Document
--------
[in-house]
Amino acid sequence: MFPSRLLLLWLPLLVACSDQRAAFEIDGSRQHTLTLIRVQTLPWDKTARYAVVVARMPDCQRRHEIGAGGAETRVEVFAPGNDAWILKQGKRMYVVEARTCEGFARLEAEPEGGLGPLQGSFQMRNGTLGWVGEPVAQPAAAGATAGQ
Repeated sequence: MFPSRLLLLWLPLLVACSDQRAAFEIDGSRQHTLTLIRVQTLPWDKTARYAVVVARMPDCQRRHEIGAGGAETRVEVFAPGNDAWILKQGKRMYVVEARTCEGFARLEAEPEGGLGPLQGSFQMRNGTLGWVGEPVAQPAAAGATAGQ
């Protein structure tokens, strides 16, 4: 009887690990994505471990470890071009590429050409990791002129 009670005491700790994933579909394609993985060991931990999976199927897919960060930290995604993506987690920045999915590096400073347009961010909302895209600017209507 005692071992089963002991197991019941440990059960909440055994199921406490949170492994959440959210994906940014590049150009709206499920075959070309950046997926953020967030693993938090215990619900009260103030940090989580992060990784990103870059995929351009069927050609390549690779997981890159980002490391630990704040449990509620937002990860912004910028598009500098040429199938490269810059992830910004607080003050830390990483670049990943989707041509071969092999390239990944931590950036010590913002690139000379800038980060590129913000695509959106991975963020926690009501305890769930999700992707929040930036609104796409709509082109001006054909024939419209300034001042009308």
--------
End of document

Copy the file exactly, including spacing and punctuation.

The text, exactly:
[in-house]
Amino acid sequence: MFPSRLLLLWLPLLVACSDQRAAFEIDGSRQHTLTLIRVQTLPWDKTARYAVVVARMPDCQRRHEIGAGGAETRVEVFAPGNDAWILKQGKRMYVVEARTCEGFARLEAEPEGGLGPLQGSFQMRNGTLGWVGEPVAQPAAAGATAGQ
Repeated sequence: MFPSRLLLLWLPLLVACSDQRAAFEIDGSRQHTLTLIRVQTLPWDKTARYAVVVARMPDCQRRHEIGAGGAETRVEVFAPGNDAWILKQGKRMYVVEARTCEGFARLEAEPEGGLGPLQGSFQMRNGTLGWVGEPVAQPAAAGATAGQ
């Protein structure tokens, strides 16, 4: 009887690990994505471990470890071009590429050409990791002129 009670005491700790994933579909394609993985060991931990999976199927897919960060930290995604993506987690920045999915590096400073347009961010909302895209600017209507 005692071992089963002991197991019941440990059960909440055994199921406490949170492994959440959210994906940014590049150009709206499920075959070309950046997926953020967030693993938090215990619900009260103030940090989580992060990784990103870059995929351009069927050609390549690779997981890159980002490391630990704040449990509620937002990860912004910028598009500098040429199938490269810059992830910004607080003050830390990483670049990943989707041509071969092999390239990944931590950036010590913002690139000379800038980060590129913000695509959106991975963020926690009501305890769930999700992707929040930036609104796409709509082109001006054909024939419209300034001042009308």